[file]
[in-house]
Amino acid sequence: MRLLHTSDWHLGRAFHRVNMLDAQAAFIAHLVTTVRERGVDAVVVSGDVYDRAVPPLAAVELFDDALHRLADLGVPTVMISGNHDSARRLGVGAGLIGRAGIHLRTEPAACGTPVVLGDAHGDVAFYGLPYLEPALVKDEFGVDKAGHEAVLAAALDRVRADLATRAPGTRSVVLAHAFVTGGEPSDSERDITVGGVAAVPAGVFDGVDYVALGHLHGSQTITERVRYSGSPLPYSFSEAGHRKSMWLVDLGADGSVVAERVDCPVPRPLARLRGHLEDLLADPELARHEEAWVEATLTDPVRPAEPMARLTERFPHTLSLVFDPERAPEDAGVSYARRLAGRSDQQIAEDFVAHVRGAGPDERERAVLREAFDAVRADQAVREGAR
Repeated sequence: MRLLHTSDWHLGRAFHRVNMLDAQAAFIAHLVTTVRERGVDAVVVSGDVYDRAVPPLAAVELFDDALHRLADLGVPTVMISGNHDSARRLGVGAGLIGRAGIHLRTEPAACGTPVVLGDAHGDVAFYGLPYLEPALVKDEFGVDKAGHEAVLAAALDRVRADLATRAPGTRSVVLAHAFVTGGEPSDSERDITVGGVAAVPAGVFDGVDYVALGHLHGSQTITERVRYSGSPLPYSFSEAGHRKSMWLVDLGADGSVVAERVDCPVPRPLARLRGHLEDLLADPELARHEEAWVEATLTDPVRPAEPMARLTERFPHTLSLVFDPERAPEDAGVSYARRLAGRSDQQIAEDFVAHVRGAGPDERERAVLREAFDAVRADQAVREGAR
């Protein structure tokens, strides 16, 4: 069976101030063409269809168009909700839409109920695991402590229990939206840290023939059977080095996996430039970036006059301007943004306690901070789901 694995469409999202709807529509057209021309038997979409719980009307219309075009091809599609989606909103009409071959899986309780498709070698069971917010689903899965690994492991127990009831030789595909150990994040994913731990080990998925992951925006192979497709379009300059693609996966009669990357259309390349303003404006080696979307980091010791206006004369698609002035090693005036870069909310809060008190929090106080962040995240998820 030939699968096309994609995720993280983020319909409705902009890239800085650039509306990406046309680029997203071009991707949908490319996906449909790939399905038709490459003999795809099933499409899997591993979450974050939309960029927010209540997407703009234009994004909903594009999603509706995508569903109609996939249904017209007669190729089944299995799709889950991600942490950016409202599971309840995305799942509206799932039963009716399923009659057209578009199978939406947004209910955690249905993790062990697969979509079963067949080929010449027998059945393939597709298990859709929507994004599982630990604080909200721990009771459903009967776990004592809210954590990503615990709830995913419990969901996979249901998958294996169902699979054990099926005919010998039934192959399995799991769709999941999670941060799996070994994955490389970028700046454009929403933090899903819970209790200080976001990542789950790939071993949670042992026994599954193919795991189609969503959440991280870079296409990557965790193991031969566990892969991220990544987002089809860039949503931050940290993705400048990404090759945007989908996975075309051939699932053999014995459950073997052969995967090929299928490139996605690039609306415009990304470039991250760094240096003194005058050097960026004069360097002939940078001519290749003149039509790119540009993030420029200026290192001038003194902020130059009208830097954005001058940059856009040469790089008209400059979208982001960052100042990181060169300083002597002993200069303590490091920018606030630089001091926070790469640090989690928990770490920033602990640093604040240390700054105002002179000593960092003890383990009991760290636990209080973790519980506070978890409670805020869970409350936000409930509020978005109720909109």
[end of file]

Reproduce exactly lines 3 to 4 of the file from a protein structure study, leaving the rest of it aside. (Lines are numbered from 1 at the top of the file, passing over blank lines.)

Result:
Repeated sequence: MRLLHTSDWHLGRAFHRVNMLDAQAAFIAHLVTTVRERGVDAVVVSGDVYDRAVPPLAAVELFDDALHRLADLGVPTVMISGNHDSARRLGVGAGLIGRAGIHLRTEPAACGTPVVLGDAHGDVAFYGLPYLEPALVKDEFGVDKAGHEAVLAAALDRVRADLATRAPGTRSVVLAHAFVTGGEPSDSERDITVGGVAAVPAGVFDGVDYVALGHLHGSQTITERVRYSGSPLPYSFSEAGHRKSMWLVDLGADGSVVAERVDCPVPRPLARLRGHLEDLLADPELARHEEAWVEATLTDPVRPAEPMARLTERFPHTLSLVFDPERAPEDAGVSYARRLAGRSDQQIAEDFVAHVRGAGPDERERAVLREAFDAVRADQAVREGAR
């Protein structure tokens, strides 16, 4: 069976101030063409269809168009909700839409109920695991402590229990939206840290023939059977080095996996430039970036006059301007943004306690901070789901 694995469409999202709807529509057209021309038997979409719980009307219309075009091809599609989606909103009409071959899986309780498709070698069971917010689903899965690994492991127990009831030789595909150990994040994913731990080990998925992951925006192979497709379009300059693609996966009669990357259309390349303003404006080696979307980091010791206006004369698609002035090693005036870069909310809060008190929090106080962040995240998820 030939699968096309994609995720993280983020319909409705902009890239800085650039509306990406046309680029997203071009991707949908490319996906449909790939399905038709490459003999795809099933499409899997591993979450974050939309960029927010209540997407703009234009994004909903594009999603509706995508569903109609996939249904017209007669190729089944299995799709889950991600942490950016409202599971309840995305799942509206799932039963009716399923009659057209578009199978939406947004209910955690249905993790062990697969979509079963067949080929010449027998059945393939597709298990859709929507994004599982630990604080909200721990009771459903009967776990004592809210954590990503615990709830995913419990969901996979249901998958294996169902699979054990099926005919010998039934192959399995799991769709999941999670941060799996070994994955490389970028700046454009929403933090899903819970209790200080976001990542789950790939071993949670042992026994599954193919795991189609969503959440991280870079296409990557965790193991031969566990892969991220990544987002089809860039949503931050940290993705400048990404090759945007989908996975075309051939699932053999014995459950073997052969995967090929299928490139996605690039609306415009990304470039991250760094240096003194005058050097960026004069360097002939940078001519290749003149039509790119540009993030420029200026290192001038003194902020130059009208830097954005001058940059856009040469790089008209400059979208982001960052100042990181060169300083002597002993200069303590490091920018606030630089001091926070790469640090989690928990770490920033602990640093604040240390700054105002002179000593960092003890383990009991760290636990209080973790519980506070978890409670805020869970409350936000409930509020978005109720909109």